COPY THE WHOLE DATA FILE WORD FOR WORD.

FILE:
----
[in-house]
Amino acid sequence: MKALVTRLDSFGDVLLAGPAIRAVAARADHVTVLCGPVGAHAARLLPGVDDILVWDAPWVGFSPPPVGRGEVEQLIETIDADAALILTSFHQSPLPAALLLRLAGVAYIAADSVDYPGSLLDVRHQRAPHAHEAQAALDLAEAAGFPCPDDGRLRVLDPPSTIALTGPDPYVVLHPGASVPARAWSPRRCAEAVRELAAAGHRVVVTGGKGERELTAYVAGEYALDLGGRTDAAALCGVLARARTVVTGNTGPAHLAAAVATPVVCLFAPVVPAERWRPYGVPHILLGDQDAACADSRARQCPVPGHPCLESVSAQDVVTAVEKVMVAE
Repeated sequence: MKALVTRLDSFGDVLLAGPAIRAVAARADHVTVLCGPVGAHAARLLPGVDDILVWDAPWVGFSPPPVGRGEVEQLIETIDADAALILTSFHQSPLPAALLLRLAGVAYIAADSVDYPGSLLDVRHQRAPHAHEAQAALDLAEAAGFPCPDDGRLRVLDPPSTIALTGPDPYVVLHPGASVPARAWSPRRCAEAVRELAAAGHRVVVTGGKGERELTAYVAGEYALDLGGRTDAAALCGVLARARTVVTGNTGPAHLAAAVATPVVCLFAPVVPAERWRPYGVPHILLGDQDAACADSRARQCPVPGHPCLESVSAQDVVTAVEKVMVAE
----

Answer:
[in-house]
Amino acid sequence: MKALVTRLDSFGDVLLAGPAIRAVAARADHVTVLCGPVGAHAARLLPGVDDILVWDAPWVGFSPPPVGRGEVEQLIETIDADAALILTSFHQSPLPAALLLRLAGVAYIAADSVDYPGSLLDVRHQRAPHAHEAQAALDLAEAAGFPCPDDGRLRVLDPPSTIALTGPDPYVVLHPGASVPARAWSPRRCAEAVRELAAAGHRVVVTGGKGERELTAYVAGEYALDLGGRTDAAALCGVLARARTVVTGNTGPAHLAAAVATPVVCLFAPVVPAERWRPYGVPHILLGDQDAACADSRARQCPVPGHPCLESVSAQDVVTAVEKVMVAE
Repeated sequence: MKALVTRLDSFGDVLLAGPAIRAVAARADHVTVLCGPVGAHAARLLPGVDDILVWDAPWVGFSPPPVGRGEVEQLIETIDADAALILTSFHQSPLPAALLLRLAGVAYIAADSVDYPGSLLDVRHQRAPHAHEAQAALDLAEAAGFPCPDDGRLRVLDPPSTIALTGPDPYVVLHPGASVPARAWSPRRCAEAVRELAAAGHRVVVTGGKGERELTAYVAGEYALDLGGRTDAAALCGVLARARTVVTGNTGPAHLAAAVATPVVCLFAPVVPAERWRPYGVPHILLGDQDAACADSRARQCPVPGHPCLESVSAQDVVTAVEKVMVAE